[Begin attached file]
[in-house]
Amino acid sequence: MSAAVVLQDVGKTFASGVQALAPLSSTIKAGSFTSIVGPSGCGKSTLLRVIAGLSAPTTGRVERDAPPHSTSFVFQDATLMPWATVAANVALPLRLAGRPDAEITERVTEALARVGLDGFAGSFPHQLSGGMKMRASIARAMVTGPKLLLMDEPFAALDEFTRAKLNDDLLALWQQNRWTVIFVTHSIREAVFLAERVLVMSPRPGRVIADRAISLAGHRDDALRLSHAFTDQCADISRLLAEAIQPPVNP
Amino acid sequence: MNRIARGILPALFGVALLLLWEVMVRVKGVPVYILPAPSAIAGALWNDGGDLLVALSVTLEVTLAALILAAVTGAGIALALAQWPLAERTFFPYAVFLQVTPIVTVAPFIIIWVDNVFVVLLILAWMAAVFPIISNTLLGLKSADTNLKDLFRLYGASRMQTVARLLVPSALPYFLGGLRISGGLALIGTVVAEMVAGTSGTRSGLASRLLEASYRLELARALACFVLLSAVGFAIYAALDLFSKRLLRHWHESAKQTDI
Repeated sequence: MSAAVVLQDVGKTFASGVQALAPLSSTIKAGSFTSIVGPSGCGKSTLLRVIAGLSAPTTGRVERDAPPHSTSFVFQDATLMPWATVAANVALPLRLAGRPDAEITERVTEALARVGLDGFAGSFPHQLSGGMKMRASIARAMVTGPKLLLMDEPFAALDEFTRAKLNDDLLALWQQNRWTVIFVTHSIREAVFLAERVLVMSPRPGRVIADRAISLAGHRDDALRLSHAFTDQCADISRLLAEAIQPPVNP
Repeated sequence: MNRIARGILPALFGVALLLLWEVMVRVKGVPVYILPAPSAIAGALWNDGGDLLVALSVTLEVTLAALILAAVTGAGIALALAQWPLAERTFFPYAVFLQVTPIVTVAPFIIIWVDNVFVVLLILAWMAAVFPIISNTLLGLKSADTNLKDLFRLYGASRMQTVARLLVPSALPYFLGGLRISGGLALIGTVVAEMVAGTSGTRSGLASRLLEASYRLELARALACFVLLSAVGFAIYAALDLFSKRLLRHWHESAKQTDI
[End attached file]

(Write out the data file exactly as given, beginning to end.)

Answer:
[in-house]
Amino acid sequence: MSAAVVLQDVGKTFASGVQALAPLSSTIKAGSFTSIVGPSGCGKSTLLRVIAGLSAPTTGRVERDAPPHSTSFVFQDATLMPWATVAANVALPLRLAGRPDAEITERVTEALARVGLDGFAGSFPHQLSGGMKMRASIARAMVTGPKLLLMDEPFAALDEFTRAKLNDDLLALWQQNRWTVIFVTHSIREAVFLAERVLVMSPRPGRVIADRAISLAGHRDDALRLSHAFTDQCADISRLLAEAIQPPVNP
Amino acid sequence: MNRIARGILPALFGVALLLLWEVMVRVKGVPVYILPAPSAIAGALWNDGGDLLVALSVTLEVTLAALILAAVTGAGIALALAQWPLAERTFFPYAVFLQVTPIVTVAPFIIIWVDNVFVVLLILAWMAAVFPIISNTLLGLKSADTNLKDLFRLYGASRMQTVARLLVPSALPYFLGGLRISGGLALIGTVVAEMVAGTSGTRSGLASRLLEASYRLELARALACFVLLSAVGFAIYAALDLFSKRLLRHWHESAKQTDI
Repeated sequence: MSAAVVLQDVGKTFASGVQALAPLSSTIKAGSFTSIVGPSGCGKSTLLRVIAGLSAPTTGRVERDAPPHSTSFVFQDATLMPWATVAANVALPLRLAGRPDAEITERVTEALARVGLDGFAGSFPHQLSGGMKMRASIARAMVTGPKLLLMDEPFAALDEFTRAKLNDDLLALWQQNRWTVIFVTHSIREAVFLAERVLVMSPRPGRVIADRAISLAGHRDDALRLSHAFTDQCADISRLLAEAIQPPVNP
Repeated sequence: MNRIARGILPALFGVALLLLWEVMVRVKGVPVYILPAPSAIAGALWNDGGDLLVALSVTLEVTLAALILAAVTGAGIALALAQWPLAERTFFPYAVFLQVTPIVTVAPFIIIWVDNVFVVLLILAWMAAVFPIISNTLLGLKSADTNLKDLFRLYGASRMQTVARLLVPSALPYFLGGLRISGGLALIGTVVAEMVAGTSGTRSGLASRLLEASYRLELARALACFVLLSAVGFAIYAALDLFSKRLLRHWHESAKQTDI